Fortunately, a lot of the work to collect different statistics is identical - we compile the same crates, get the same AST, and comb through them looking for details relevant to unsafe. In fact, the details we’re interested in are often the same: the unsafe blocks, unsafe functions, and unsafe operations.

So let’s cut out this redundancy! Rather than running a new plugin for each statistic, I decided to take the compiler’s data structures (specifically the HIR) and reduce it to an Unsafe Abstract Syntax Tree (or UAST). This tree encodes the syntactic structure of how unsafe is declared and used in Rust programs. Specifically, it describes the relationships between contexts (blocks and functions) that might declare unsafe and operations that use it (unsafe function calls, pointer dereferences, interaction with mutable statics, and inline assembly). It also includes information about block sizes, statement indexes, spans, and snippets.

The result is a much simpler data structure than the original AST, which still captures a lot of the information we’re interested in when analyzing unsafe usage patterns. Furthermore, it makes that information available without having to run the compiler.

As an extra bonus the UAST can be serialized as JSON using rustc_serialize, and the result is simple and small enough that it can be processed using command line utilities such as jq.

The Process

  1. Write a compiler plugin that acts exactly like rustc, but also builds a UAST from the HIR and dumps the UAST to standard error.
  2. Get a powerful server from Amazon Web Services.
  3. Download all the crates from crates.io, using cargo clone.
  4. Try to build them all (unfortunately needing to build dependencies along the way).
  5. For those that succeed, collect the UASTs, zip them, and download them.
  6. Analyze using jq.

Some Results

How Many Crates Use unsafe?

As to how many crates use unsafe, out of 3,638 crates analyzed, 1,048 declared at least one function or block unsafe. That’s just about 29%, although note that we’re missing the crates which implement unsafe traits (such as Send or Sync) without any unsafe functions or blocks. To get how often crates use unsafe, take a look at this cumulative distribution:

This plot shows, for a given number of unsafe contexts, what percent of crates use that many or fewer. This relationship between context count and crate percentage can be used to answer a number of specific questions. For example, the above statistic (29% of crates use some unsafe contexts) was determined by noting that the plot’s curve originates at 71% (notice the x axis is logarithmic). As another example, because the curve crosses 80% at ~3 contexts, we know that 80% of crates declare 3 or fewer unsafe contexts.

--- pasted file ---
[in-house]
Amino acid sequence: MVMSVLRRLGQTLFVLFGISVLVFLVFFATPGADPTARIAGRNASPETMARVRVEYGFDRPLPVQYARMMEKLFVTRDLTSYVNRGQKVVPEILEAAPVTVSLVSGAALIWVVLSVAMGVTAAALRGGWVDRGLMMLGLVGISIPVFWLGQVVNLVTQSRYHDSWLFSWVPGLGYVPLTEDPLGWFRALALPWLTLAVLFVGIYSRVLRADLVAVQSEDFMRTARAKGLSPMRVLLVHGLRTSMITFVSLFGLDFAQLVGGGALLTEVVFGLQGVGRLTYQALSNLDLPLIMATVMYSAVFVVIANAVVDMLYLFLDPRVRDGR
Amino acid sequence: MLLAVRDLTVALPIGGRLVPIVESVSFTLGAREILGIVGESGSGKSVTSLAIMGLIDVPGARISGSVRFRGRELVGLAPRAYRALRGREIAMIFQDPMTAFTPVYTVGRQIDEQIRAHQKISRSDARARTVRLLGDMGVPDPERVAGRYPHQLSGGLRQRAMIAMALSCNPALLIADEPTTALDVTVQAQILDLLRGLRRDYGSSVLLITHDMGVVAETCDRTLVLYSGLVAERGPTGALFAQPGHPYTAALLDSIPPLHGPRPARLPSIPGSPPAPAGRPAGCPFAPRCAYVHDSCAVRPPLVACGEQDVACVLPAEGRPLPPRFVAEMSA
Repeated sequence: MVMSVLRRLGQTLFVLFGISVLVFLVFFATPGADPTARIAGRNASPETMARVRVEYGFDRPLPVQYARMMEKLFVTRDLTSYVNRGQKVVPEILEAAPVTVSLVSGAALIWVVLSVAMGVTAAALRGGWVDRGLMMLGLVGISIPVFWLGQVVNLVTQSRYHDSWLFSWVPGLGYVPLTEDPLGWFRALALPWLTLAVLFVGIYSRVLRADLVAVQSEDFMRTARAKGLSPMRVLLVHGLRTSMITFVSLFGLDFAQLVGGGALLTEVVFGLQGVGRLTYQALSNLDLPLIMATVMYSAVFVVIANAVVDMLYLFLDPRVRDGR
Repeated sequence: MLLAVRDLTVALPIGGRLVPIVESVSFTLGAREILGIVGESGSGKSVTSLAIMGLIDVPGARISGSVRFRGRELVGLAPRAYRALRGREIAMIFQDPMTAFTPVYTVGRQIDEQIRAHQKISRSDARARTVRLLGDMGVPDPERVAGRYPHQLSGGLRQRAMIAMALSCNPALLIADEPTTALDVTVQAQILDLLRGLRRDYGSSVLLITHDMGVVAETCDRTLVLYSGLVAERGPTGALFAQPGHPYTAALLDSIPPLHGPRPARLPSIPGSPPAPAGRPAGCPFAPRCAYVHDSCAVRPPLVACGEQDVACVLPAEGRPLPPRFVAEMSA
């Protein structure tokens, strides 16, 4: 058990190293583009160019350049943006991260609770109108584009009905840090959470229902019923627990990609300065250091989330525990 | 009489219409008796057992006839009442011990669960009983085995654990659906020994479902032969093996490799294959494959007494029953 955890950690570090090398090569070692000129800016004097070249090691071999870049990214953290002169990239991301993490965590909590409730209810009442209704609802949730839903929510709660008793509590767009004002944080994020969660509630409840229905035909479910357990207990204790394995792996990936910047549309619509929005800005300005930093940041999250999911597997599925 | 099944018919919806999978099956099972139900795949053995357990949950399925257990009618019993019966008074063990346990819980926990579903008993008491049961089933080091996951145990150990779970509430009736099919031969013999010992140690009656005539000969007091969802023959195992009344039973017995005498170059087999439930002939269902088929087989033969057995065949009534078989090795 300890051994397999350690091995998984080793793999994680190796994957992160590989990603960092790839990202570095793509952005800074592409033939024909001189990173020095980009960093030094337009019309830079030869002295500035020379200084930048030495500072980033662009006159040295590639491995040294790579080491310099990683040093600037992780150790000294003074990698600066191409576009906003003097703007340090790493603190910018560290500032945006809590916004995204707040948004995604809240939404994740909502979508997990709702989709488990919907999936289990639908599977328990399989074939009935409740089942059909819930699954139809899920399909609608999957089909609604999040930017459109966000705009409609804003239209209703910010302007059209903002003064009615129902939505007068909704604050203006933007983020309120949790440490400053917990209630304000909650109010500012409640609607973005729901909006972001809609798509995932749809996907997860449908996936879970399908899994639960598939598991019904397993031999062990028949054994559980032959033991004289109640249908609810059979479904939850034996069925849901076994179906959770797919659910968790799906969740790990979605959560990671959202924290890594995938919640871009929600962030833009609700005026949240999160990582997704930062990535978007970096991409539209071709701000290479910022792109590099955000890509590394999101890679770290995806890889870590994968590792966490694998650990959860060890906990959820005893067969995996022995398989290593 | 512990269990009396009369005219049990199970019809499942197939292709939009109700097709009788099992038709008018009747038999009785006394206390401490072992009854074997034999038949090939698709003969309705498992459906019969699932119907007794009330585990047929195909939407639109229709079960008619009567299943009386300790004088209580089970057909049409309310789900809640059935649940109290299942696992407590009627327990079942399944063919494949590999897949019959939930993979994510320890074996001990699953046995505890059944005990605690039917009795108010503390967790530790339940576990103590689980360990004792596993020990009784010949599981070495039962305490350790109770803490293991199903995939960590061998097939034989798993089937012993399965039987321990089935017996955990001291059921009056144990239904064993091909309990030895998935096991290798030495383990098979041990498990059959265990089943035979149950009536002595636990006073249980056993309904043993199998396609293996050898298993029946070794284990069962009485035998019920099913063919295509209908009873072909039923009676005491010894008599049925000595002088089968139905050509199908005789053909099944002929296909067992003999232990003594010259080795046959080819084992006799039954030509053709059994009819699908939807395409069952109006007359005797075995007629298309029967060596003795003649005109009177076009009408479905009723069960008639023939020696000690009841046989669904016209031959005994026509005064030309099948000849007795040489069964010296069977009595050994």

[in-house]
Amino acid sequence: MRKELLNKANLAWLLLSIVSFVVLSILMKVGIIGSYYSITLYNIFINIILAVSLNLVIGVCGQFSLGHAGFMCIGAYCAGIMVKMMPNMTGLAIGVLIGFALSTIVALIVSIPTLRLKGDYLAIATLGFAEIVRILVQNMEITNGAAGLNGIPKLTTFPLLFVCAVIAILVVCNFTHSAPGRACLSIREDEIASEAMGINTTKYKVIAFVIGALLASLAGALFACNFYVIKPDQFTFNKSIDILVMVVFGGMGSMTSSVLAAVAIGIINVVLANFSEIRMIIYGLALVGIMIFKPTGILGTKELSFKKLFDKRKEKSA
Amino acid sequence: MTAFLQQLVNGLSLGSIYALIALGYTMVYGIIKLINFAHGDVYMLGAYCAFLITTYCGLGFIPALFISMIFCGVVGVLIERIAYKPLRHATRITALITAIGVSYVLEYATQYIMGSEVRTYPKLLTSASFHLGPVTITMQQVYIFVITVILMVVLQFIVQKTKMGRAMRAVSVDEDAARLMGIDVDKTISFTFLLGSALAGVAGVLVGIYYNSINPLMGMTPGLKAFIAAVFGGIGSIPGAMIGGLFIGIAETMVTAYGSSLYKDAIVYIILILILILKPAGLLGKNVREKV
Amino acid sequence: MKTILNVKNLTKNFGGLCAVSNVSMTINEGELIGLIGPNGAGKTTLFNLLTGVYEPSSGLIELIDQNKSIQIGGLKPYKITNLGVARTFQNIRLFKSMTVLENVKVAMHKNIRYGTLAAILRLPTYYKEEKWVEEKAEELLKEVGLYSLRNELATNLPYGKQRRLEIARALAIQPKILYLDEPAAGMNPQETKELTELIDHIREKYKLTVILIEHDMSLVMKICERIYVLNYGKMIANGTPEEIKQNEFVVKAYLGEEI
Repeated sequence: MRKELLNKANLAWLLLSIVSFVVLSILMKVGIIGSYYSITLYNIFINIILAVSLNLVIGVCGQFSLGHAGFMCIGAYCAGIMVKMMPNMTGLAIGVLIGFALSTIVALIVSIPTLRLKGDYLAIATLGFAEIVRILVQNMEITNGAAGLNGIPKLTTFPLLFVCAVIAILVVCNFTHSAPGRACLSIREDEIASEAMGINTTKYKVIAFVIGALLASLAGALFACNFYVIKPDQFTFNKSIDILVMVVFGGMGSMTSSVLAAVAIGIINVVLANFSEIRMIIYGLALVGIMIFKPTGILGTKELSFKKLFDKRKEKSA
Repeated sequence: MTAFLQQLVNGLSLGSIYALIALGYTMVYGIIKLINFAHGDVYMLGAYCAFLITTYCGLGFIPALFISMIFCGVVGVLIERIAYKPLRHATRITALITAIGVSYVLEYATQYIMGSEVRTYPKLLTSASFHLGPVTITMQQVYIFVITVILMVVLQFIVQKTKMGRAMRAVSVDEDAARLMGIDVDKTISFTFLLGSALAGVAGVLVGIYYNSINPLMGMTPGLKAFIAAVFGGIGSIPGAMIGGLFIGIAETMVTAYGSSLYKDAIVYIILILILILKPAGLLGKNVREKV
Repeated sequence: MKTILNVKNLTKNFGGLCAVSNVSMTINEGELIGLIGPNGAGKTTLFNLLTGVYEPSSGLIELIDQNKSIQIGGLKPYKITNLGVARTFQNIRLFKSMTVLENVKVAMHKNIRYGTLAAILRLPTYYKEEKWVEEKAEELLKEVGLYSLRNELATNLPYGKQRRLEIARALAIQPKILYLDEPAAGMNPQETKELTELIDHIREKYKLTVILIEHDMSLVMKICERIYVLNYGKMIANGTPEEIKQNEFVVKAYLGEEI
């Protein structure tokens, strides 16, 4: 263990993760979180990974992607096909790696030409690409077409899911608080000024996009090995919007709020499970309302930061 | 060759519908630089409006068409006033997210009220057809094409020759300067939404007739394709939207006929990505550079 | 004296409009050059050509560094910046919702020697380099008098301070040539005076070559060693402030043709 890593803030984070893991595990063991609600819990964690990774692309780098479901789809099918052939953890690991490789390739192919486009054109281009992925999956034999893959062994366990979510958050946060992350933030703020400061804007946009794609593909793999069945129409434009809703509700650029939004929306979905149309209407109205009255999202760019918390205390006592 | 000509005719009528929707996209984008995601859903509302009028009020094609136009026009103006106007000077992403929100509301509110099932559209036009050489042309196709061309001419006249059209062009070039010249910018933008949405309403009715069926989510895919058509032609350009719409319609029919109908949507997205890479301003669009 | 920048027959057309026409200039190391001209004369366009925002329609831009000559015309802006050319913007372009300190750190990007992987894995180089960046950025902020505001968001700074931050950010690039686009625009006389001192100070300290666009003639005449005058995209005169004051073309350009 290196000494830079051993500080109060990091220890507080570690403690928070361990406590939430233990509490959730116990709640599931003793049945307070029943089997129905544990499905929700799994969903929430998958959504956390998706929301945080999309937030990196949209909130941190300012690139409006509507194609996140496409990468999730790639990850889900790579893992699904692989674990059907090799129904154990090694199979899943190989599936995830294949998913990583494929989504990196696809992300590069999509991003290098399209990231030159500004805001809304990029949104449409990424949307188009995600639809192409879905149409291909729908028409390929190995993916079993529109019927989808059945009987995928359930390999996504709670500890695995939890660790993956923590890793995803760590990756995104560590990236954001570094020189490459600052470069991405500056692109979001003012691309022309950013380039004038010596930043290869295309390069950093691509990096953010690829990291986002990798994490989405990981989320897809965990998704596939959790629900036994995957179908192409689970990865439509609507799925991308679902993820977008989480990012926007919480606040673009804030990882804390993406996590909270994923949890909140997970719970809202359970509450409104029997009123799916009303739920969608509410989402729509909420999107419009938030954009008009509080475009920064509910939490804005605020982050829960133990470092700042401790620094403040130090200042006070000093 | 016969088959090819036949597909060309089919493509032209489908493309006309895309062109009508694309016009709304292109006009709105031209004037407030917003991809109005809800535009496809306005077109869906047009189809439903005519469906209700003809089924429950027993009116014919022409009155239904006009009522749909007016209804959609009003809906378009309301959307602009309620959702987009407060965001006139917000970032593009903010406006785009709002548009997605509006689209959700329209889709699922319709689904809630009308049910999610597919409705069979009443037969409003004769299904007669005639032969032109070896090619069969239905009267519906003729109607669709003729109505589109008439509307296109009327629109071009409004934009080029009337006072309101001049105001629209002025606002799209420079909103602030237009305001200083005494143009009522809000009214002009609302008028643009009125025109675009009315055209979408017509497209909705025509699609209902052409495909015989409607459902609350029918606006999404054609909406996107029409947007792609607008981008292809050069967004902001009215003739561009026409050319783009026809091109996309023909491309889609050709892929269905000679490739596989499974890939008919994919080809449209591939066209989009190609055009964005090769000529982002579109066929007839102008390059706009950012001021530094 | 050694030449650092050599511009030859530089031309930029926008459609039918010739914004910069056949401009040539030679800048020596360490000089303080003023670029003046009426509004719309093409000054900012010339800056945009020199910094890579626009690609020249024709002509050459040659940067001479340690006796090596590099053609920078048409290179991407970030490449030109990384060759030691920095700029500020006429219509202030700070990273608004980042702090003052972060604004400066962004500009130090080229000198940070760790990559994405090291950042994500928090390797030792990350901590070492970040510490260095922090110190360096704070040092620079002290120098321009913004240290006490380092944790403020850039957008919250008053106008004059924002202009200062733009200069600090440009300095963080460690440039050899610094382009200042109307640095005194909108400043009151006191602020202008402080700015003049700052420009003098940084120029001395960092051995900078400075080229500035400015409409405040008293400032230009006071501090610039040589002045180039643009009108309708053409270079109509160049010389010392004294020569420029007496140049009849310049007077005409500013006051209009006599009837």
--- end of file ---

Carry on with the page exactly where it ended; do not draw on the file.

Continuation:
We all had our own ideas of how often Rust code uses unsafe, but I at least found it surprising that around 30% of crates contained unsafe code - I would have thought it would be fewer. The classic idea is that unsafe code should be used to build safe abstractions that can be reused again and again. Is this reuse not happening, or are there just a lot of abstractions that need to be internally unsafe? An interesting follow-up would be to look at the safe and unsafe crates in the context of the crates.io dependency graph. Do crates that use unsafe occupy “fundamental”2 positions in this graph?

How Much unsafe Is There, And Where Does It Come From?

We can also re-investigate how much unsafe code there is from the perspectives of unsafe blocks, functions, and uses, rather than just crates.

Blocks and Functions: Overview

If we go through all the contexts in all the crates and count the number of safe and unsafe contexts we see the following:

Context Type Total Safe Unsafe % Unsafe
Function 269,070 258,088 10,982 4.1
Block 557,118 521,547 35,571 6.4

So on the order of 5% of both functions and blocks are unsafe. This provides some insight into the way the safe/unsafe code divide interacts with crate boundaries. If ~30% of all crates use unsafe, but only ~5% of all code is unsafe, it seems that either crates with unsafe code are quite short, or crates with unsafe code also have a lot of safe code. One could do a followup analysis looking at what fraction of code within a crate is unsafe.

Unsafe Uses by Type and Macro Origin

When looking into the different types of unsafe operations that occurred I noticed that a large number of unsafe operations occurred inside code produced by macro expansions, so I displayed the usage counts stratified by not only usage type, but also what type of macro they originated in (if any).

Source Deref ptr Call unsafe Rust function Call FFI Use static mut Use inline ASM All uses
derive macro 0 12,058 0 0 0 12,058
External macro 3,732 9,843 161 8,841 80 22,657
Local macro 801 8,176 2,087 57 0 11,121
Not a macro 4,496 18,916 13,061 1,264 0 37,737
All sources 9,029 48,993 15,309 10,162 80 83,573

Looking at this table there are a few things to note:

First, by derive macro, I mean that the code was generated by the derive attribute (TIL that the compiler makes derive work using procedural macros, and in particular the macro for the PartialEq trait uses an unsafe intrinsic for performance reasons).